A case in point is the route shown on the South West of Cheltenham, the existing route along the south west bypass which is of very variable quality. The Northern end of this route is very problematic and conditions are being made worse with the current alterations to Arle Court roundabout.

We note that a route is shown along the Golden Valley bypass. This is our preferred route if the link to Churchdown is to be improved, a proposal that has been rejected by Highways England and the County Council. We think the proposed facilities along the Gloucester Road is a mistake, and that the funds being spent are poor value for money in terms of generating short cycle trips, which is where the growth in cycling will be initially.

The Cycle Cheltways plan misses the hospital, one of the largest single traffic generators in the central area. The hospital would benefit from significant increases in cycle usage due to the very constrained nature of its site. There is at least one barrier that urgently needs addressing to help improve access.

The Future, a practical way forward

We think it would be useful if the Borough focused on practical steps that were within its powers to progress. At present the County is unlikely to be able to release significant sums for making any progress in Cheltenham. There have been significant challenges for the Borough to engage with the County.

There are four areas where the Borough could take action to increase cycling levels:

Managing existing infrastructure within the ownership of the Borough
More focus needs to be given on maintaining the key corridor for walking and cycling which is the Honeybourne Line. We understand the resurfacing work is currently out to tender, but there are longer term maintenance issues that need to be addressed as well as measures to increase capacity.

Maximising the opportunities offered by using open space
This proposal is split into two.
Short term project. Provide a route through open space from Wyman’s Brook and the Honeybourne Line to Albemarle gate / Pittville Park. This has been discussed over many years and would be a low cost project providing a route particularly for school traffic.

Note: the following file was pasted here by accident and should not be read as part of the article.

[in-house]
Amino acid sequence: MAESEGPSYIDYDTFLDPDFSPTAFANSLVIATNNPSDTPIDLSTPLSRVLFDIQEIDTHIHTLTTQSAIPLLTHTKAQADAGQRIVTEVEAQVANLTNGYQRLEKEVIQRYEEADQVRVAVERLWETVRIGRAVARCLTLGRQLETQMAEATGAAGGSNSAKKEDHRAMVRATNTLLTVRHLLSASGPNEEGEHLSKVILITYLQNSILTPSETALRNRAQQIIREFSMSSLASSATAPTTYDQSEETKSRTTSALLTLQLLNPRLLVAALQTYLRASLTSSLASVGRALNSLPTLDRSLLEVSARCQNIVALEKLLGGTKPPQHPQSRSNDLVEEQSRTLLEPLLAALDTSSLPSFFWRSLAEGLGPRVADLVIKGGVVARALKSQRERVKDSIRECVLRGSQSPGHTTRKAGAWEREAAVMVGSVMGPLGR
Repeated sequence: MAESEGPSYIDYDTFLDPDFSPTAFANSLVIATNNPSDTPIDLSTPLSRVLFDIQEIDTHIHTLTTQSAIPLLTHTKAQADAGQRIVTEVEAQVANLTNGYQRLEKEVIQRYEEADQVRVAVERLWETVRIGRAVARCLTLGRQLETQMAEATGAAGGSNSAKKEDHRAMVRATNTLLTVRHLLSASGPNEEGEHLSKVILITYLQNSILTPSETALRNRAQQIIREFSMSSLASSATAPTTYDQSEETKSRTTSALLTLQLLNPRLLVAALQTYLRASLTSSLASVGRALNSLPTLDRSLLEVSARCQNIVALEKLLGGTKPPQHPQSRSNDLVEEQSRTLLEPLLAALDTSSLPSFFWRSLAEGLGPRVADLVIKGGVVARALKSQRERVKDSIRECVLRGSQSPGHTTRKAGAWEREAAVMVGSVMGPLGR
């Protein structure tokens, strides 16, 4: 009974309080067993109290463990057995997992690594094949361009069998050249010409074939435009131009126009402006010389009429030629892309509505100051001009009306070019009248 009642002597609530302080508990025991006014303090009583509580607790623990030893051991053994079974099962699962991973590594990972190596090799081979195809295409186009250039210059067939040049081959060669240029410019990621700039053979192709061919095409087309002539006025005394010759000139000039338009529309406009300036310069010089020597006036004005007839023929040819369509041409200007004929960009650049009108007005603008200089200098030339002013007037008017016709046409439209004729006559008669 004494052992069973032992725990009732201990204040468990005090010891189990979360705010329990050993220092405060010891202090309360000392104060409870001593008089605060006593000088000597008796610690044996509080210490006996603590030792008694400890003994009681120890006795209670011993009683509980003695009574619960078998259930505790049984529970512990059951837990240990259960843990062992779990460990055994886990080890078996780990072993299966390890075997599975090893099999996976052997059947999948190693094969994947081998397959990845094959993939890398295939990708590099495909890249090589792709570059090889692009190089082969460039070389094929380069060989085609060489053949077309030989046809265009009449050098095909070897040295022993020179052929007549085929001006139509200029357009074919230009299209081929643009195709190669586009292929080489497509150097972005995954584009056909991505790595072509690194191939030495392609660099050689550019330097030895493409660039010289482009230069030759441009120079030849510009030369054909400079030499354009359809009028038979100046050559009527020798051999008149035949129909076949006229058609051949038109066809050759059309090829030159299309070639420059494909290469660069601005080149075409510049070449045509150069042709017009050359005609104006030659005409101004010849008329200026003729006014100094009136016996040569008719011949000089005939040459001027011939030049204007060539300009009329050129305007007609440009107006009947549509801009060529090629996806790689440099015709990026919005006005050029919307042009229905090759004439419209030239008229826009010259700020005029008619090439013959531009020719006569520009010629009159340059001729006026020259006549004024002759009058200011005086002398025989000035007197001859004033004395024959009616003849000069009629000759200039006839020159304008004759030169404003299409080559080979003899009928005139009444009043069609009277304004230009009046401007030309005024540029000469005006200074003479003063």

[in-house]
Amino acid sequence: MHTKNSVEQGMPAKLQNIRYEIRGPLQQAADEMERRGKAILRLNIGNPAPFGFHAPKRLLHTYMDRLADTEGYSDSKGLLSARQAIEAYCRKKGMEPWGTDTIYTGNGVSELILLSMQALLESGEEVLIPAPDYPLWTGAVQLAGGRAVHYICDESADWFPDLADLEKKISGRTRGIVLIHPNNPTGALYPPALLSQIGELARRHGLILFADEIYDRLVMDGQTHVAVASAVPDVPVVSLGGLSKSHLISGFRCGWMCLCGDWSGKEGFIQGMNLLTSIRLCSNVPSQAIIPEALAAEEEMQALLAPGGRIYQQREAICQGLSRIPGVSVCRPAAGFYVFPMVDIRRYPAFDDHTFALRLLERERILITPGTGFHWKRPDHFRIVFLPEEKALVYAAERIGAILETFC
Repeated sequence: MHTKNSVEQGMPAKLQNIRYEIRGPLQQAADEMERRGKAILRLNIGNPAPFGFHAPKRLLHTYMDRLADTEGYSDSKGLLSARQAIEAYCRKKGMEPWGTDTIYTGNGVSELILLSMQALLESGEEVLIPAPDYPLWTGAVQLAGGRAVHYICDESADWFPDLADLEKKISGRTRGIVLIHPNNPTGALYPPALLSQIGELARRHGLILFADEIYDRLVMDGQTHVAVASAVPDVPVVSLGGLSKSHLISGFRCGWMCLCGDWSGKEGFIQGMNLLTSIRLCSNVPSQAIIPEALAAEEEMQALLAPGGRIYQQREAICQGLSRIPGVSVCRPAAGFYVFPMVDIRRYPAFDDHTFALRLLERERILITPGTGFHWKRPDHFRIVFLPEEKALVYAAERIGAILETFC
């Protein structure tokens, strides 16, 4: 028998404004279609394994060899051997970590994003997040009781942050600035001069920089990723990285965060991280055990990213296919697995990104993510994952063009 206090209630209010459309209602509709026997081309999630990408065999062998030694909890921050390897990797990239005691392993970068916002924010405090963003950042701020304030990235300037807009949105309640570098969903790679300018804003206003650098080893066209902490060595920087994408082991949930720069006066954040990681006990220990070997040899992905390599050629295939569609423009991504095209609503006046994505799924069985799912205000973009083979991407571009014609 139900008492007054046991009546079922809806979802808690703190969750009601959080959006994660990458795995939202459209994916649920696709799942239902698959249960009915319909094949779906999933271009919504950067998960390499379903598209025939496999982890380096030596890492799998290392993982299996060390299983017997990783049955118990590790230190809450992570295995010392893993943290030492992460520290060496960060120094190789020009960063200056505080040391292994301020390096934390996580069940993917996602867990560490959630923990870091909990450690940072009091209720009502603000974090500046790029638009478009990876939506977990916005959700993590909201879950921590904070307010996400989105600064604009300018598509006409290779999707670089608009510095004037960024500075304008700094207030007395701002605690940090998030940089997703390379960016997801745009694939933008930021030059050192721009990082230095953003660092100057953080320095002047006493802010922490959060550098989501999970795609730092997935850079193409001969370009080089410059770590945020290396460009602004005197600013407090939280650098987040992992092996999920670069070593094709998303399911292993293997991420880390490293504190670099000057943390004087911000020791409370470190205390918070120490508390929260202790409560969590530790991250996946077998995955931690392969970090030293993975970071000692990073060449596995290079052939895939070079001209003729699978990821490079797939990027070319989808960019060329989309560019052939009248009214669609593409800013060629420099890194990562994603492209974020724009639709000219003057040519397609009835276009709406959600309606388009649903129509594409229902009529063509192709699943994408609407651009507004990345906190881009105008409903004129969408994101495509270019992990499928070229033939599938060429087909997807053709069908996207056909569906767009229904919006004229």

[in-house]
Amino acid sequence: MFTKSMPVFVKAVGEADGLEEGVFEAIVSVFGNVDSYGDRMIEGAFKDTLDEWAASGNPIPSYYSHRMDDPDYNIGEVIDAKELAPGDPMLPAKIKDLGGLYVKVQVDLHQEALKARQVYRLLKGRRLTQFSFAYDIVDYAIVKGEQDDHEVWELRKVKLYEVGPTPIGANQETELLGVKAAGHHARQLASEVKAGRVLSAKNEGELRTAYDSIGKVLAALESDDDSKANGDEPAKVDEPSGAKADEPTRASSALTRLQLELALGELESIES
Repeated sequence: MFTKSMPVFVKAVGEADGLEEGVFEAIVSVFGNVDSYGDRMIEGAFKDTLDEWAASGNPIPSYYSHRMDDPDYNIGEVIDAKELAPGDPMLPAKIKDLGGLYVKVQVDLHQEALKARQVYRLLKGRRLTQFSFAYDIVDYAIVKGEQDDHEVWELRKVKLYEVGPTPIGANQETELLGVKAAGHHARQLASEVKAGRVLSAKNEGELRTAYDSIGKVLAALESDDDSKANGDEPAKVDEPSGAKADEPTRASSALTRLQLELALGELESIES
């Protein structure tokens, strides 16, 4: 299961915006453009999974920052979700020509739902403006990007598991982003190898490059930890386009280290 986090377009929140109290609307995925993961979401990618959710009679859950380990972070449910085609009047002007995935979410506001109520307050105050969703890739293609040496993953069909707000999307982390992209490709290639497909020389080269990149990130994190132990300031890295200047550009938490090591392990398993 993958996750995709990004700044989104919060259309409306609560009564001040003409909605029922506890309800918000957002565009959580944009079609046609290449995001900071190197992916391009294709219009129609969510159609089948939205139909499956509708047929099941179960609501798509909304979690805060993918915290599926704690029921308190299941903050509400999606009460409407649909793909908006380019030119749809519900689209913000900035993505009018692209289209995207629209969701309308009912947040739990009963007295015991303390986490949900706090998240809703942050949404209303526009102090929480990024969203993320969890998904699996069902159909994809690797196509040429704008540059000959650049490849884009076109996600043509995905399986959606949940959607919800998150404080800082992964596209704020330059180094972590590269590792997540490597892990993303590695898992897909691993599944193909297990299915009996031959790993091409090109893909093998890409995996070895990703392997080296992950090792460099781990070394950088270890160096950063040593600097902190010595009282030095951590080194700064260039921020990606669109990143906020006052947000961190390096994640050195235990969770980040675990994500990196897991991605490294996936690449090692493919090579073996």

Many of existing routes on land under the ownership of Cheltenham Borough Council are also compromised by various barriers and bollards, many of which no longer comply with modern accessibility standards as described in LTN1/20 We ask the council to commit to review all the barriers within its area of responsibility. They should be upgraded to allow families, cargo bikes, and those with disabilities to enjoy equitable access.
Long term project. Plan an east west route from the town centre utilising existing public space. This would be a largely off-road route enabling high speeds for slightly longer journeys. It would be an ambitious project including a bridge over the main railway line.

Choose one area in the town centre to improve the public realm
We would suggest Montpellier Street as a project. It is one of the most precious streetscapes in Cheltenham, spoiled by the dominance of the car, and has huge economic potential in the post COVID recovery period. By reducing the dominance of the car in this street would encourage footfall as well facilitate two-way cycling, unlocking a significant barrier, providing a way to avoid a busy roundabout and a more direct route southbound.

Focus on one key barrier to cycling and pedestrians.
The junction of Sandford Road Bath Road and Back Montpellier Terrace
The advantage of this location is that a coalition of significant partners such as the hospital and local traders could be engaged to help in the campaign to ensure the Highway authority include the project in future programmes, co-designing potential solutions to make an effective case for change
Back Montpelier Terrace is a useful two-way route, and one of the earliest Cheltenham schemes to allow cycling two-way in one way streets. Its full potential is not being utilised because of the junction with Bath Road. Pedestrians also find the crossing of Sandford road at this point very difficult.
The Campaign supported the Borough at a public inquiry into proposals for this junction, but no further progress has been made. We would love to work with Borough to realise improvements at this location.

Public engagement

Building a cycling culture will need to involve a wide variety of groups and institutions. The Borough can play a key role in this process. Encouraging people to cycle is not just about infrastructure, there is a need to engage with people, communities and institutions.

We have had cycle forums in the past for the Borough but these have involved primarily cycling organisations and engineers. Perhaps the future is a wider coalition of groups to build support for changes in the physical spaces as well the culture within their communities and organisations.

This is a particularly opportune moment to increase support for cycling with increasing interest during lockdowns, and increased awareness of climate change and air quality.
May 2021